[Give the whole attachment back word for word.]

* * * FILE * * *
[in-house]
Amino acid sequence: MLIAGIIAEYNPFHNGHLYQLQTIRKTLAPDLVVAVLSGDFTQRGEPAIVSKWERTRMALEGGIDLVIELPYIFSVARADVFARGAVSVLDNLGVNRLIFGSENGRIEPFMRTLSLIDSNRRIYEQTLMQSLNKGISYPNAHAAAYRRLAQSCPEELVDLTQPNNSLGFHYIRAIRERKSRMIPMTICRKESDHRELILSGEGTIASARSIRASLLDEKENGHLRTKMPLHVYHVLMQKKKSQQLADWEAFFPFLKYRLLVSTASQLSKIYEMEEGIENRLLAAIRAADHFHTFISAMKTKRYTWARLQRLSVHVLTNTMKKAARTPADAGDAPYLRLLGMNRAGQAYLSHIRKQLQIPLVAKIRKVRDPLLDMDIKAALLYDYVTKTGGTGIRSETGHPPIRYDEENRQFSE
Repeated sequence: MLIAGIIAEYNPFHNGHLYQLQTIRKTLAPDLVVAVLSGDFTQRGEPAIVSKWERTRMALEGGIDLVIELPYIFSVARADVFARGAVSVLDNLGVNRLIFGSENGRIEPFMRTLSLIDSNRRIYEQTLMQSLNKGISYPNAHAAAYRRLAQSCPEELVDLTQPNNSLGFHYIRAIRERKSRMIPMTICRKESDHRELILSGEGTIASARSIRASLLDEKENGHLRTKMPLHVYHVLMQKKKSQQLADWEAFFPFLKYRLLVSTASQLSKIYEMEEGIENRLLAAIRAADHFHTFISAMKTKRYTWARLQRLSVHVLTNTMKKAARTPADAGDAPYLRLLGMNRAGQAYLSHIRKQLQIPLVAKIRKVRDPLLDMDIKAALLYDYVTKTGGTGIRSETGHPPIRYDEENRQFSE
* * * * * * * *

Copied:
[in-house]
Amino acid sequence: MLIAGIIAEYNPFHNGHLYQLQTIRKTLAPDLVVAVLSGDFTQRGEPAIVSKWERTRMALEGGIDLVIELPYIFSVARADVFARGAVSVLDNLGVNRLIFGSENGRIEPFMRTLSLIDSNRRIYEQTLMQSLNKGISYPNAHAAAYRRLAQSCPEELVDLTQPNNSLGFHYIRAIRERKSRMIPMTICRKESDHRELILSGEGTIASARSIRASLLDEKENGHLRTKMPLHVYHVLMQKKKSQQLADWEAFFPFLKYRLLVSTASQLSKIYEMEEGIENRLLAAIRAADHFHTFISAMKTKRYTWARLQRLSVHVLTNTMKKAARTPADAGDAPYLRLLGMNRAGQAYLSHIRKQLQIPLVAKIRKVRDPLLDMDIKAALLYDYVTKTGGTGIRSETGHPPIRYDEENRQFSE
Repeated sequence: MLIAGIIAEYNPFHNGHLYQLQTIRKTLAPDLVVAVLSGDFTQRGEPAIVSKWERTRMALEGGIDLVIELPYIFSVARADVFARGAVSVLDNLGVNRLIFGSENGRIEPFMRTLSLIDSNRRIYEQTLMQSLNKGISYPNAHAAAYRRLAQSCPEELVDLTQPNNSLGFHYIRAIRERKSRMIPMTICRKESDHRELILSGEGTIASARSIRASLLDEKENGHLRTKMPLHVYHVLMQKKKSQQLADWEAFFPFLKYRLLVSTASQLSKIYEMEEGIENRLLAAIRAADHFHTFISAMKTKRYTWARLQRLSVHVLTNTMKKAARTPADAGDAPYLRLLGMNRAGQAYLSHIRKQLQIPLVAKIRKVRDPLLDMDIKAALLYDYVTKTGGTGIRSETGHPPIRYDEENRQFSE